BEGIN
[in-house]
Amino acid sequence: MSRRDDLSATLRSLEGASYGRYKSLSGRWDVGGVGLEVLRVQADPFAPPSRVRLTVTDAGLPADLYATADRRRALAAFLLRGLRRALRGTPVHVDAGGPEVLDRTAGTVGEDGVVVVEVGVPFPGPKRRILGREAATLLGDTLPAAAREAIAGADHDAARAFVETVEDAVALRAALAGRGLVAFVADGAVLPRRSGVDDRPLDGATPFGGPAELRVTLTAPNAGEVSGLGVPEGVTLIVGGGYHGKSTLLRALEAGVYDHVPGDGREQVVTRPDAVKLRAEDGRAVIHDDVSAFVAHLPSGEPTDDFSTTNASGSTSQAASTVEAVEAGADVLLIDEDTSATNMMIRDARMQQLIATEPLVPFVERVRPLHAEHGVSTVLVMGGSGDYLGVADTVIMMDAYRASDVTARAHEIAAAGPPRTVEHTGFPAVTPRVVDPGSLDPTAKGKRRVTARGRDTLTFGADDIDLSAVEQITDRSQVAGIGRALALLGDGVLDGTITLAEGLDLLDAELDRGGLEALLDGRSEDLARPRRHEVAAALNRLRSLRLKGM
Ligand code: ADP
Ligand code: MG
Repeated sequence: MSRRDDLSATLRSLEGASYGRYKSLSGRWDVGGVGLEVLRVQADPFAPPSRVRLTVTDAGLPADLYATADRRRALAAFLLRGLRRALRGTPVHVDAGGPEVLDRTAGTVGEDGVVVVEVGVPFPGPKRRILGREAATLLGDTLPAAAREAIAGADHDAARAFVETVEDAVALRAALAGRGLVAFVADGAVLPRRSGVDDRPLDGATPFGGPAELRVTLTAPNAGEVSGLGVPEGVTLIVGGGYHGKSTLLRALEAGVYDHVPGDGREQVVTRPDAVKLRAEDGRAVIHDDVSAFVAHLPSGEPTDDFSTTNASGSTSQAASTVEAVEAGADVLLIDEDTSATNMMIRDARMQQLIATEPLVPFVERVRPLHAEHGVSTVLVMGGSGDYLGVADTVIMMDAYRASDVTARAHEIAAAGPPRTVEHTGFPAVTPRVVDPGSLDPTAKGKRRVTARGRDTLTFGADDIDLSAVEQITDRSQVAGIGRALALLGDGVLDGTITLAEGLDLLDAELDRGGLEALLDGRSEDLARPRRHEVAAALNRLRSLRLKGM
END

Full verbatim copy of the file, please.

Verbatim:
[in-house]
Amino acid sequence: MSRRDDLSATLRSLEGASYGRYKSLSGRWDVGGVGLEVLRVQADPFAPPSRVRLTVTDAGLPADLYATADRRRALAAFLLRGLRRALRGTPVHVDAGGPEVLDRTAGTVGEDGVVVVEVGVPFPGPKRRILGREAATLLGDTLPAAAREAIAGADHDAARAFVETVEDAVALRAALAGRGLVAFVADGAVLPRRSGVDDRPLDGATPFGGPAELRVTLTAPNAGEVSGLGVPEGVTLIVGGGYHGKSTLLRALEAGVYDHVPGDGREQVVTRPDAVKLRAEDGRAVIHDDVSAFVAHLPSGEPTDDFSTTNASGSTSQAASTVEAVEAGADVLLIDEDTSATNMMIRDARMQQLIATEPLVPFVERVRPLHAEHGVSTVLVMGGSGDYLGVADTVIMMDAYRASDVTARAHEIAAAGPPRTVEHTGFPAVTPRVVDPGSLDPTAKGKRRVTARGRDTLTFGADDIDLSAVEQITDRSQVAGIGRALALLGDGVLDGTITLAEGLDLLDAELDRGGLEALLDGRSEDLARPRRHEVAAALNRLRSLRLKGM
Ligand code: ADP
Ligand code: MG
Repeated sequence: MSRRDDLSATLRSLEGASYGRYKSLSGRWDVGGVGLEVLRVQADPFAPPSRVRLTVTDAGLPADLYATADRRRALAAFLLRGLRRALRGTPVHVDAGGPEVLDRTAGTVGEDGVVVVEVGVPFPGPKRRILGREAATLLGDTLPAAAREAIAGADHDAARAFVETVEDAVALRAALAGRGLVAFVADGAVLPRRSGVDDRPLDGATPFGGPAELRVTLTAPNAGEVSGLGVPEGVTLIVGGGYHGKSTLLRALEAGVYDHVPGDGREQVVTRPDAVKLRAEDGRAVIHDDVSAFVAHLPSGEPTDDFSTTNASGSTSQAASTVEAVEAGADVLLIDEDTSATNMMIRDARMQQLIATEPLVPFVERVRPLHAEHGVSTVLVMGGSGDYLGVADTVIMMDAYRASDVTARAHEIAAAGPPRTVEHTGFPAVTPRVVDPGSLDPTAKGKRRVTARGRDTLTFGADDIDLSAVEQITDRSQVAGIGRALALLGDGVLDGTITLAEGLDLLDAELDRGGLEALLDGRSEDLARPRRHEVAAALNRLRSLRLKGM